By Mandy Valencia
Two Ashland men found dead in their homes on consecutive nights this week likely died of heroin overdoses, police said Wednesday.
The first incident was reported at 8:18 p.m. Monday, in the 700 block of Laurel Street. Police responded to the second death exactly 24 hours later, at 8:18 p.m. Tuesday, in the 2400 block of Siskiyou Boulevard.
Police haven’t release the names of either man.
“There is some medical information we want to protect,” said Deputy Chief Corey Falls. “It doesn’t appear that they (their bodies) were there very long, and our detectives are following up on that right now.”
The first death was reported by a family member who found a 36-year-old man dead at home. The Tuesday night death was reported by a family friend who found a 34-year-old man dead at home.
Officials are calling the deaths suspected overdoses because they are still awaiting results from testing in the lab.
“It was what was found on scene that made us suspect it was a heroin overdose but until we get back the information, we can’t say for sure,” Falls said.
Police also are investigating whether the two cases are connected.
“That’s one thing our detectives look into,” said Falls. “Just because these happened on back-to-back nights, it makes it odd, but our detectives just try to gather information.”
For now investigators are collecting evidence and talking to possible witnesses. The deaths push the number of suspected heroin overdoses in Ashland this year to three. The city had one suspected heroin overdose in 2011 and one in 2010.
“I think that it’s certainly uncommon if you look over the course of the last few years, having two overdoses, two nights in a row,” Falls said. “We wanted to put something out just to notify the public. I do feel that it’s a weird situation.”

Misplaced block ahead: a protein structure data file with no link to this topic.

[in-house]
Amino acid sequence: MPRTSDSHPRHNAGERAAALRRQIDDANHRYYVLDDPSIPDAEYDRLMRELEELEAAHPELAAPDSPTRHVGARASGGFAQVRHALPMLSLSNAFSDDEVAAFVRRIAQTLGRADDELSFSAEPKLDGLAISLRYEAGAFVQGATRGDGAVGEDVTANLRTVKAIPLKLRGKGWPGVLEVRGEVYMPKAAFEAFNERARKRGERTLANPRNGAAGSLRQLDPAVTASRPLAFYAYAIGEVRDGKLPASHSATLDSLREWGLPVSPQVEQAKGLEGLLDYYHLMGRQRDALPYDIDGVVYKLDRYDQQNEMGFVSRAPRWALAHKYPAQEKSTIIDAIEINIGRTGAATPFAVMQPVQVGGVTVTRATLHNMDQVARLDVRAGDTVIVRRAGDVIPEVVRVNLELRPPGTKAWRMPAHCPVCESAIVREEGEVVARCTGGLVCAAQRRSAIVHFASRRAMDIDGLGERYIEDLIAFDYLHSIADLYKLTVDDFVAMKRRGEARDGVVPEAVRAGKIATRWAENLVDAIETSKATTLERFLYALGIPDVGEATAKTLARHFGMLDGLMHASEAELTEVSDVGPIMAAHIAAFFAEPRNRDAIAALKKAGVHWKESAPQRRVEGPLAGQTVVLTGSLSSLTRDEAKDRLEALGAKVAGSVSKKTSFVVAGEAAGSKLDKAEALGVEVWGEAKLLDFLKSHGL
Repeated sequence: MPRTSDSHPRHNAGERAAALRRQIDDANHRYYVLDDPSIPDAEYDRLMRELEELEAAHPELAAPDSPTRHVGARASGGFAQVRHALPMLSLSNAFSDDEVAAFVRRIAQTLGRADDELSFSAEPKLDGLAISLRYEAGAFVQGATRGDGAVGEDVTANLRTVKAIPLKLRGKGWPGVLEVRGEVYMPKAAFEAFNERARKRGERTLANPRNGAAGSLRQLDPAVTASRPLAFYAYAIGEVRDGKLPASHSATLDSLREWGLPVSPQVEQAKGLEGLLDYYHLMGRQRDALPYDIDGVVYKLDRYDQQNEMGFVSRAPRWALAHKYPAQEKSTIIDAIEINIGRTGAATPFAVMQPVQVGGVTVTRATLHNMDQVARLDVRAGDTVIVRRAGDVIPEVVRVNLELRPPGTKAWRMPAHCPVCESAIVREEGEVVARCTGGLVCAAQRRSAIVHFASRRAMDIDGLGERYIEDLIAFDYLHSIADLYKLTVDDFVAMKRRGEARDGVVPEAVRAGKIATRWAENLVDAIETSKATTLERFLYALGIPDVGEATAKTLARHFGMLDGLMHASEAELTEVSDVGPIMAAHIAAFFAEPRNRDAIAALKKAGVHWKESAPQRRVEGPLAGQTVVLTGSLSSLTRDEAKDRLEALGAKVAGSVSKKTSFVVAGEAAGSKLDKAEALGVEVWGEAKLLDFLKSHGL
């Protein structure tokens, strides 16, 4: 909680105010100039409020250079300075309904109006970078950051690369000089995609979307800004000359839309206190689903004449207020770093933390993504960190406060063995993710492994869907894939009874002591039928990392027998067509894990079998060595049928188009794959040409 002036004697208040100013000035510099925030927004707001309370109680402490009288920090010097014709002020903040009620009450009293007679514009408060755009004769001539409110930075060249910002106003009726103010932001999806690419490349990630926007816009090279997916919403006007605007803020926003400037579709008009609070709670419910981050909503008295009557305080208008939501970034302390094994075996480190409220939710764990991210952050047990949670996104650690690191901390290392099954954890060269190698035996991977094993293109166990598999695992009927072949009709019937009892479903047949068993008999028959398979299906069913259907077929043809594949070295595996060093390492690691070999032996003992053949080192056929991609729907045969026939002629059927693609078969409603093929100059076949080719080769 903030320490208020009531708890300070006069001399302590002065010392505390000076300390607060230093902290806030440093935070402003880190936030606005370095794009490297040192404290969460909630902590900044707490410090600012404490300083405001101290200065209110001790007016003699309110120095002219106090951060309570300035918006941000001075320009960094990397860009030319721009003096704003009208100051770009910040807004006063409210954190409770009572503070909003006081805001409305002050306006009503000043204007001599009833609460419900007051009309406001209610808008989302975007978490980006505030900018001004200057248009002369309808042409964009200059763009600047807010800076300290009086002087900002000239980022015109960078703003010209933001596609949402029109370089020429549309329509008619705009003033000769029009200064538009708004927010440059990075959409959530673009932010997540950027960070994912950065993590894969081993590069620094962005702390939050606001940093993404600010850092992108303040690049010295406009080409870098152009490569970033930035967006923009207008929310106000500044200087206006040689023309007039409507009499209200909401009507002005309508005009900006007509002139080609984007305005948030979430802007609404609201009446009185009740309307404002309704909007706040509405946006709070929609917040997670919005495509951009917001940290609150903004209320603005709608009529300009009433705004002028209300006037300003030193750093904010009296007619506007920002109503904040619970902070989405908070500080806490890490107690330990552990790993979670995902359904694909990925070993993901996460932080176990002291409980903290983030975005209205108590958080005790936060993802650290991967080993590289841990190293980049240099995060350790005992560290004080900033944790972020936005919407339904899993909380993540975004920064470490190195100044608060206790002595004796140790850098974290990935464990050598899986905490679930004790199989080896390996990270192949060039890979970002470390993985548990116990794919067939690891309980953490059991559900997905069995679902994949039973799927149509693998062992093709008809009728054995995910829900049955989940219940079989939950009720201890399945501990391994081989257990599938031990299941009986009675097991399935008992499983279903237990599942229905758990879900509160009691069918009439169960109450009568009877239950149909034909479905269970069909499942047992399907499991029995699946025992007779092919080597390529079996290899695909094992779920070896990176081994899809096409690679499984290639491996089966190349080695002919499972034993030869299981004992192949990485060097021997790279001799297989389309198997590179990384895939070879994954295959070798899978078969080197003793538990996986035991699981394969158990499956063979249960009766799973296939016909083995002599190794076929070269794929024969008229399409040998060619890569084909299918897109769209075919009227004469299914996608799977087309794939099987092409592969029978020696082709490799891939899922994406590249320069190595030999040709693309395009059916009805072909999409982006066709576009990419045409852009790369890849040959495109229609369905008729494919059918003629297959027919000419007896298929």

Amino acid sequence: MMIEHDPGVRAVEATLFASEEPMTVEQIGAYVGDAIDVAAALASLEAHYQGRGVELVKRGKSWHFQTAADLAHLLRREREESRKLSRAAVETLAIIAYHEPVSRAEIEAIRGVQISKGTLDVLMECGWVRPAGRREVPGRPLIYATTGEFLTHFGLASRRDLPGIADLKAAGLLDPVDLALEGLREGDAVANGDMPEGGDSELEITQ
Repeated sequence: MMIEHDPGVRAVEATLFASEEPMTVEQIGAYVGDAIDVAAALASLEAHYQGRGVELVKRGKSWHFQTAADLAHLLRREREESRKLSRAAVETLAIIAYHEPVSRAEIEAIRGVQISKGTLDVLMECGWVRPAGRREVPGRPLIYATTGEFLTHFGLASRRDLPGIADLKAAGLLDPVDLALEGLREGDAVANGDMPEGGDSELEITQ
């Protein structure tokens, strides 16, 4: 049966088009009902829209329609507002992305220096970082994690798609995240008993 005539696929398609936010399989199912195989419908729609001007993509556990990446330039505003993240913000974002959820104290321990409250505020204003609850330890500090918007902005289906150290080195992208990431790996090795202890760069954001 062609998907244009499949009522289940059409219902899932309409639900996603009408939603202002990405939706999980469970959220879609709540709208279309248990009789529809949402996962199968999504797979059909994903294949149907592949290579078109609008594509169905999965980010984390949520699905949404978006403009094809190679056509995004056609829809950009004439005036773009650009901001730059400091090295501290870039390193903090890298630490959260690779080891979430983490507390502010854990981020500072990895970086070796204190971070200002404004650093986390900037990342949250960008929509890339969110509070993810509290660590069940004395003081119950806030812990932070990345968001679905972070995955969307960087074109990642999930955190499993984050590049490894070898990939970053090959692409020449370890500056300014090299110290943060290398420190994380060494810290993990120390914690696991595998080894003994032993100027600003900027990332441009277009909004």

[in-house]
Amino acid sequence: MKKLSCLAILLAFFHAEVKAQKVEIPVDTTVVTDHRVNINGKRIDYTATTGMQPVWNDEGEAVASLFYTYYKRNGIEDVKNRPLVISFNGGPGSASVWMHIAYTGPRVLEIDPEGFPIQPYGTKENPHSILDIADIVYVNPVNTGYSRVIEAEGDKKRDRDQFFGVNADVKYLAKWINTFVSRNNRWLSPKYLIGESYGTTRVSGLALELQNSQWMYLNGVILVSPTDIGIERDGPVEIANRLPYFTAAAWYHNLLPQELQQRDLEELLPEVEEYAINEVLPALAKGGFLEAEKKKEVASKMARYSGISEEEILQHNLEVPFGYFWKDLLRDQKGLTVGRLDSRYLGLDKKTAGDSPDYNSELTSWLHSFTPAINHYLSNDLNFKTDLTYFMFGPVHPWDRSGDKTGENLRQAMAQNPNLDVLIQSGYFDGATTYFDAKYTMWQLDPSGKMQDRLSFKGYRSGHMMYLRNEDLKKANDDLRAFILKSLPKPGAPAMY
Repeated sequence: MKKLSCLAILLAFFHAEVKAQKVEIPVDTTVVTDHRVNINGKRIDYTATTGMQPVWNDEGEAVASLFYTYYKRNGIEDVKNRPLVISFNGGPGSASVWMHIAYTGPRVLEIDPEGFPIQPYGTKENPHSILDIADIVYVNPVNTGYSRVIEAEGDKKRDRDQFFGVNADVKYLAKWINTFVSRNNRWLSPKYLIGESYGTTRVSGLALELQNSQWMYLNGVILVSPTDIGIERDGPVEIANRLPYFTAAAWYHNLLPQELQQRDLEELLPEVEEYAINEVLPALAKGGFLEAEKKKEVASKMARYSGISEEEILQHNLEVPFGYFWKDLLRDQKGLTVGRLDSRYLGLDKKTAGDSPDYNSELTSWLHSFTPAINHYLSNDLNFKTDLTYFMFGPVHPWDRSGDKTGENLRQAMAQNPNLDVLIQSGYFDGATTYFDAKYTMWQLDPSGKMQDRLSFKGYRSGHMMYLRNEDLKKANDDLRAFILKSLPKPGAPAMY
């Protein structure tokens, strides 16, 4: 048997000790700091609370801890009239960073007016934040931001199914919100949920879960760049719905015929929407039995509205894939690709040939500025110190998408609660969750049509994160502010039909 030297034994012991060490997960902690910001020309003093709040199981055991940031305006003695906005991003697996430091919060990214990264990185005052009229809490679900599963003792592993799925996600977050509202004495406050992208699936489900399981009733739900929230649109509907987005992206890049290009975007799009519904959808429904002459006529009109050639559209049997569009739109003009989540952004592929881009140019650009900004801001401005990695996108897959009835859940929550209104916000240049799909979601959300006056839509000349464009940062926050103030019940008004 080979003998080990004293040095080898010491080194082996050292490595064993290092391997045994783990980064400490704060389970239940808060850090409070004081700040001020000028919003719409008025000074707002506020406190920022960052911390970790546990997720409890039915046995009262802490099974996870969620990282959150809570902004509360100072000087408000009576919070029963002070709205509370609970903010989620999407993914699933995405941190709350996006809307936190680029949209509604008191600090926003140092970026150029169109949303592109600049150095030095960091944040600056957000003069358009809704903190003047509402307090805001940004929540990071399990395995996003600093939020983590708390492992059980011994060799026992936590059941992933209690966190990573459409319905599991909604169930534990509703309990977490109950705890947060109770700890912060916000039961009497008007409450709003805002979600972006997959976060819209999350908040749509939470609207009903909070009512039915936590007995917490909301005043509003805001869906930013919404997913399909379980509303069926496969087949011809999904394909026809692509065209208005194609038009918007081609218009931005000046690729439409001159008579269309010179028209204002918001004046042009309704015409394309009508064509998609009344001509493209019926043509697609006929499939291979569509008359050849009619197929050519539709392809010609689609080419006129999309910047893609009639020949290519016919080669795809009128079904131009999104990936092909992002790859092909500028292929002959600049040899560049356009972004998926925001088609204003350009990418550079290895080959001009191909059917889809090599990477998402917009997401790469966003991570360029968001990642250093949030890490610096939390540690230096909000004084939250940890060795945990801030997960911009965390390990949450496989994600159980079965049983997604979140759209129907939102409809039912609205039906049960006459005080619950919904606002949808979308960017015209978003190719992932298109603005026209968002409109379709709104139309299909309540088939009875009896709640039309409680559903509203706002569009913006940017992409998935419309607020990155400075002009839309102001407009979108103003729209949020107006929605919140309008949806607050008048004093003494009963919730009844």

According to Medford police Lt. Mike Budreau, heroin use is on the rise. That’s due in part to increasing difficulty users encounter in illegally obtaining prescription drugs, he said.
“What we have seen is a lot of folks getting addicted to prescription drugs, so drug companies started making pills you can’t crush, and doctors got smarter about prescribing,” said Budreau. “So now we’re seeing those folks use heroin, which is sometimes cheaper and more potent.”
Heroin is particularly dangerous compared with other illegal substances because it can kill quickly, said Budreau.
“It could be slightly too much heroin or too potent heroin you could be dead in minutes,” said Budreau, “Even if you have a consistent drug dealer, that heroin can vary. If you’re using illegal drugs there’s no consistency to standards. It’s something that we’re seeing an increase in, and not surprisingly we’re seeing an increase in overdose deaths.”
Prior to this week’s reports, there had been two confirmed deaths in Jackson County in 2012 from heroin overdoses, a 23-year-old man and a 43-year-old woman. According to Budreau, there were two other cases of overdoses, but they survived after being hospitalized.
Police have seen a big jump in heroin seizures this year, in part due to one particularly large case. Local police have seized 54 pounds of heroin, compared with 3.5 pounds in 2009.
“We had a huge case where we took 47 pounds off a bus that was heading north to the Portland-Vancouver area,” said Medford Area Drug and Gang Enforcement (MADGE) Commander Lt. Brett Johnson. “Forty-seven pounds is kind of an anomaly, we got lucky, but seven pounds is still up quite a bit from the 31/2 in 2009.”
Johnson said heroin use often starts with something as simple as taking Vicodin, which can lead to an opiate addiction.
“We’ve seen a spike in the usage in the last few years, I attribute it to the use of pills,” said Johnson, “and the availability of gun powder heroin, which takes away from the stigma of putting it in a needle. It’s a lot easier to get someone to try to snort or smoke it.”
But, drug experts warn, the gunpowder heroin often can be many times more powerful than traditional tar heroin and thus more likely to lead to overdoses.
According to Johnson heroin users used to be a small group that didn’t grow because of the stigma of shooting up with a needle.
“The stigma has long since left the building, now we’re seeing youngsters using it,” said Johnson, “and the addiction level of opiates is just horrible. Breaking that cycle is really tough.
“The addictive qualities are so nasty it scares me more than meth — and meth scares the heck out of me.”
Mandy Valencia is a reporter with the Mail Tribune. Reach her at email@example.com or 541-776-4486
This story originally appeared in Medford Mail Tribune.